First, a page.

There are many people who claim to be ‘resume writers’ but most do little more than re-format your resume. If you are happy paying several hundred dollars for someone to re-format your resume then read no further.
Is this worth what they charge? In my opinion, no.
People hire resume writers for a lot of bad reasons including:
- the belief that there is a ‘magic bullet’ that an experienced resume writer will provide
- you don’t know what else to do, so re-writing their resume seems like a good idea
- your current resume wasn’t getting much of a response
- it is easy to blame your resume on your lack of opportunity
- it felts like you were doing the ‘job search’ because you had someone re-write your resume
It seems that the market for resume writers has exploded. Every major job-board has some resume-writing feature or partner and a quick search of the Internet will result in hundreds of folks who are more than happy to re-draft your resume. But do you want your resume re-written or re-formatted? And are you willing to spend hundreds to re-format your resume? My experience with resume writers is driven from hiring one and talking to a whole lot of folks who have used them.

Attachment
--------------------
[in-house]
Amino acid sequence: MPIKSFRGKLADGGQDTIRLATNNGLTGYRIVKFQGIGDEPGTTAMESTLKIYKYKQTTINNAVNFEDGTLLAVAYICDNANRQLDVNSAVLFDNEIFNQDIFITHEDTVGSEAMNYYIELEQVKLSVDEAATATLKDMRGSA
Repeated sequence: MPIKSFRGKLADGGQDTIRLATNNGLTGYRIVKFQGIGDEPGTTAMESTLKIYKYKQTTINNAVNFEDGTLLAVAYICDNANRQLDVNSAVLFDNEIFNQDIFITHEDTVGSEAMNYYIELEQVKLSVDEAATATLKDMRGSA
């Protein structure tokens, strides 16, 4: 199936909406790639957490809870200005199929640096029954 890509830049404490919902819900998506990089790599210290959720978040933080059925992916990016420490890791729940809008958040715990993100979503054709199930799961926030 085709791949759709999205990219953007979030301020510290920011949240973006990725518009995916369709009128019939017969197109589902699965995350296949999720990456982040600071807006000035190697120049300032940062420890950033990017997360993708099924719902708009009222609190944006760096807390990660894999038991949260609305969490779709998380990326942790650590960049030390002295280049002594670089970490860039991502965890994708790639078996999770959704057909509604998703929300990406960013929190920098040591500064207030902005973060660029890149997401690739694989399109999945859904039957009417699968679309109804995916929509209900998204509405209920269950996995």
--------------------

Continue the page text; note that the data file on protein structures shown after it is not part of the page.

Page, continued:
Here is my main gripe, resume ‘writers’ cannot simply pull parts of your resume ‘from thin air’. They need to ask you a lot of questions to really ‘write’ your resume. However, the general process seems to be (1) have a call to talk about what you want to do and your background (30-60 min) followed by endless back-and-forth versions of your resume. Almost all of the changes are incremental and the number of incremental changes is directly proportional to how much you spent on the writer. Why is this bad? Well, I believe that an excellent resume writer spends a lot of time talking with you and produces very few resumes. This is based on the belief that if you have a well though-out design/plan/strategy then your results will take less ‘manual’ labor and the overall process will be much shorter. This, however, would mean that resume writers had to spend a lot of time with their clients and very little time writing.
In my experience, the reviewer had an excellent ‘resume’ (20 years in HR) and glowing references but when pressed on ‘what is your resume writing process” I got a lot of hand-waving. I should have stopped right there, but all these people had told me ‘his resume helped me get a job’, so I went forward. The process took about two months, $600 and what I ended-up with was, for all intents and purposes, a re-formatted resume. Not what I thought I was paying for.
There are many ways a good resume writer can add value, but do you want that value to be re-formatting or re-writing?